By Homer Hogg, TA Truck Service
Despite all the many advances in connected vehicle technology in recent years – developments that in many ways have turned big rigs into nothing short of rolling computers – trucks still rely on mechanical processes to move. And those “processes” require regular maintenance in order to operate effectively and with maximum efficiency. To that end, Homer Hogg, manager of technical development for TA Truck Service, offers five key maintenance areas truckers should focus on gleaned from his decades of experience in the tractor-trailer repair business.
Truckers work hard to control their maintenance costs. They are always looking for more efficient ways to maximize the life of every component on a truck, while keeping the truck on the road as much as possible. Some technologies – such as telematics – are helpful, but there is no substitute for tried and true maintenance practices.
Number one on my list is lubrication. With extended oil drain intervals comes the tendency to align the chassis lubrication with the oil change. But this trend must be carefully evaluated.
Certainly, extended life components are available, but they are not a silver bullet. For example, some u-joints installed on a truck from the factory have no grease fittings and are designed to run several hundred thousand miles trouble free. Yet many of these u-joints will eventually need to have a grease fitting installed and a normal lubrication regiment added. I’ve seen many failures of these u-joints as a result of the grease fittings never getting installed or the joints just failing as they reach the end of their lubrication life.
Extending the oil drain intervals will work under the right circumstances, but remember to get the moving parts on your truck lubricated at the correct interval. Many truckers perform a “dry” preventive maintenance or PM check between their oil changes primarily designed to get the vehicle lubricated properly.
Next is the cooling system. About 50% of major engine failures are due to poor coolant system maintenance.
At one time, the trucking industry was mostly concerned about the freeze point of the antifreeze and the metals protection provided by the additives. Those concerns are still relevant, but antifreeze has become much more complex. Modern engines contain a higher amount of “lighter metals” such as aluminum and such metals are not always receptive to some of the chemicals traditionally added to coolants. Maintenance shops must understand which coolant is required and keep track of the condition of that coolant.
Aftertreatment systems have taken center stage in many maintenance shops. If your truck is losing coolant but no external leak can be located, it may be escaping through the exhaust system and making its way to the aftertreatment system. If that is happening, major damage could be the result. The costs to replace a damaged diesel particulate filter (DPF), for example, could be several thousand dollars.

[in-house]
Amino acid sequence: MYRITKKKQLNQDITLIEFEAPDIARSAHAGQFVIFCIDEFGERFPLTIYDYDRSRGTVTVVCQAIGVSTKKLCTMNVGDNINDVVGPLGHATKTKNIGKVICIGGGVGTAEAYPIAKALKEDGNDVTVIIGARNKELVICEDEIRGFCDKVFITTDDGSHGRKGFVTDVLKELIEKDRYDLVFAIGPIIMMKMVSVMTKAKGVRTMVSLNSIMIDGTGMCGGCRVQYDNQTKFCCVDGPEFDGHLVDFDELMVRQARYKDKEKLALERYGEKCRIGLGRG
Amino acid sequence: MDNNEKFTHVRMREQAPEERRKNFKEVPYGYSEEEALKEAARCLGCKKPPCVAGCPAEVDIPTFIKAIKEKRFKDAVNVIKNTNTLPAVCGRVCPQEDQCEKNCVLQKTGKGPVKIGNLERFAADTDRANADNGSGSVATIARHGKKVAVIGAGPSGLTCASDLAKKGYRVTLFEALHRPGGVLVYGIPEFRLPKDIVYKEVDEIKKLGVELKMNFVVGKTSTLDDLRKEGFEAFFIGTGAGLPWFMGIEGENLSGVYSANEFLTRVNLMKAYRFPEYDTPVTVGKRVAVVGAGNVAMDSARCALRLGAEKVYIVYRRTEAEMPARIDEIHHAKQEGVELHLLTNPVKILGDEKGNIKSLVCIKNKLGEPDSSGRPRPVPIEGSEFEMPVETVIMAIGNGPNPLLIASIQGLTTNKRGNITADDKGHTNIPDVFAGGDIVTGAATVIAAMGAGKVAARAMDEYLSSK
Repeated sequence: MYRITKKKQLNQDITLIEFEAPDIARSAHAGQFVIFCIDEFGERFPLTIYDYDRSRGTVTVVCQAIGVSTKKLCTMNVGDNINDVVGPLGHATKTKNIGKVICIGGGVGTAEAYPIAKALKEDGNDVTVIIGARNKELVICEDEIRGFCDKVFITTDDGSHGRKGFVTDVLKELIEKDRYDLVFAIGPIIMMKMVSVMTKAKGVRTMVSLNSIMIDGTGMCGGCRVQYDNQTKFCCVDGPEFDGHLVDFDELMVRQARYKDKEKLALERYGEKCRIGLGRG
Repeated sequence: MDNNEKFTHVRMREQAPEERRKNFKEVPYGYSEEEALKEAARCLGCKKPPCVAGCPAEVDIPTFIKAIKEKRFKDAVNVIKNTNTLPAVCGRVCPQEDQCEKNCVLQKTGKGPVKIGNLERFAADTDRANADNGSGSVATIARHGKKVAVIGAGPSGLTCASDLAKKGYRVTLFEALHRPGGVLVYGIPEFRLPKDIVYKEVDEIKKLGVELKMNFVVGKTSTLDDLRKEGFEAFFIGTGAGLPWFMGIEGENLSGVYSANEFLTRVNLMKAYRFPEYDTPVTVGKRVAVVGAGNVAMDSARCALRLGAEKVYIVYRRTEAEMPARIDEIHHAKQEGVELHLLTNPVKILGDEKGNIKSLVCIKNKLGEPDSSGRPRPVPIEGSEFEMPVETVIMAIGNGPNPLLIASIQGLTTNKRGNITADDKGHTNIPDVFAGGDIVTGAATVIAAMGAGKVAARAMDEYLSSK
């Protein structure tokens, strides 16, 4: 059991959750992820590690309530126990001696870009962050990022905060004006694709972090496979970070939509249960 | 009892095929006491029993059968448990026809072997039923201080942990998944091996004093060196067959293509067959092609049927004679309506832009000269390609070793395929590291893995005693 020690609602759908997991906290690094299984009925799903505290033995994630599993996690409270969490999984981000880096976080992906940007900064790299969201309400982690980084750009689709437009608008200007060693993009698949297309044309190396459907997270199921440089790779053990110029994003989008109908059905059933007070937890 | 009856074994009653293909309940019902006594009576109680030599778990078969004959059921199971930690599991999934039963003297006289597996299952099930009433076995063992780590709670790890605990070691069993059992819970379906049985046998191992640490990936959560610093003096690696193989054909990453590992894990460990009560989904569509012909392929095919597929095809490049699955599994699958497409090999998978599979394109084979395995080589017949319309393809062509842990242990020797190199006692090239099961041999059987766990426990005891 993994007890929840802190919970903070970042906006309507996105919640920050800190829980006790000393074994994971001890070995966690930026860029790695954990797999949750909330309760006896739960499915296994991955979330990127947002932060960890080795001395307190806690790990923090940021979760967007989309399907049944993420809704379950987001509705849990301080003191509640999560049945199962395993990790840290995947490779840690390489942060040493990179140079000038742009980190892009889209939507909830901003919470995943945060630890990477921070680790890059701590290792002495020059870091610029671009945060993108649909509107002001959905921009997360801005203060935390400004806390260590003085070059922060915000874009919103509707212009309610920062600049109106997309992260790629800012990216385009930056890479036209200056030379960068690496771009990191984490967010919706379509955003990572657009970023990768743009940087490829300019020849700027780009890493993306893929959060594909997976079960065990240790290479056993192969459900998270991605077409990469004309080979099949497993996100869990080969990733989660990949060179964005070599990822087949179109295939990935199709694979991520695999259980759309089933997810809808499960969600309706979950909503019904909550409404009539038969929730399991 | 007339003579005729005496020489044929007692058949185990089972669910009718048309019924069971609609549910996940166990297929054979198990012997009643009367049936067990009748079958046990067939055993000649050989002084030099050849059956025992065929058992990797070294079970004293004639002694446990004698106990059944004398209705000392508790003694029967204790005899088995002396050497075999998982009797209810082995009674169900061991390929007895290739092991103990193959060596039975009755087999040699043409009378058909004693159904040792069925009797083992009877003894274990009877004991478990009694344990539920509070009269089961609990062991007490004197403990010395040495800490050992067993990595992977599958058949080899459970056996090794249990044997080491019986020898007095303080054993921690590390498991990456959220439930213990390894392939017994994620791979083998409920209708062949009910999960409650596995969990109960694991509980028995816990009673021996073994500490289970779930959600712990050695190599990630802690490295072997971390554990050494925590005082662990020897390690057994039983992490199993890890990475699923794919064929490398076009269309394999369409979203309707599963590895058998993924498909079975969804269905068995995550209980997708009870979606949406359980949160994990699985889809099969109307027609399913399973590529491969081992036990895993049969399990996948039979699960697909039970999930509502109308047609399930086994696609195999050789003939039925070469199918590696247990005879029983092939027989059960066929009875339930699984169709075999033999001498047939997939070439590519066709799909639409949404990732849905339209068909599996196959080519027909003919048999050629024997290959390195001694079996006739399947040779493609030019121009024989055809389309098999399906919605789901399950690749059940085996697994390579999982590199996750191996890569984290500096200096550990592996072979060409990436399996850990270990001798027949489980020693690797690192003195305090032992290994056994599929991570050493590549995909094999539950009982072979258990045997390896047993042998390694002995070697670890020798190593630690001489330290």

Technicians must use diligence to determine the root cause of coolant loss and get the problem corrected before the truck suffers unscheduled downtime and costly aftertreatment repairs.
In addition, cleaning DPF filters must be part of your maintenance program, if you plan to keep the vehicle to and beyond the first required DPF cleaning cycle.
We now move on the tires, which have always been a concern due to the costs to replace them and the many factors that cause excessive tread wear. The number one tire care practice is proper air pressure. Matching the air pressure to the load is an important part of getting the most out of your tires and the tire manufacturers publish charts to help determine the proper air pressure required based on the load.
A good way to remember some of the key areas to focus on relative to tires is A.I.M.: Alignment, Inflation and Matching. “Align” the steer and drive tires; “inflate” your tires to match your load; and then “match” the height and design of the tire tread of each axle. Doing those three things will help you better control tire costs.
Finally, cranking and charging systems must be ready at all times. The good news is that these systems haven’t changed much in more than 40 years, nor have the maintenance practices needed to keep them trouble free.
Yet I am still amazed how many technicians across the trucking industry change batteries, alternators and starters and fail to check cables and connections. In fact, the majority of starter and alternator failures are a result of bad connections and corroded cables.
Once or twice a year you should test your cables and connections. This discipline alone will begin to drive down your costs and drive up your uptime.
While those five areas of truck maintenance noted above are not complex, they are critical to helping keep your truck operating costs control and on the road.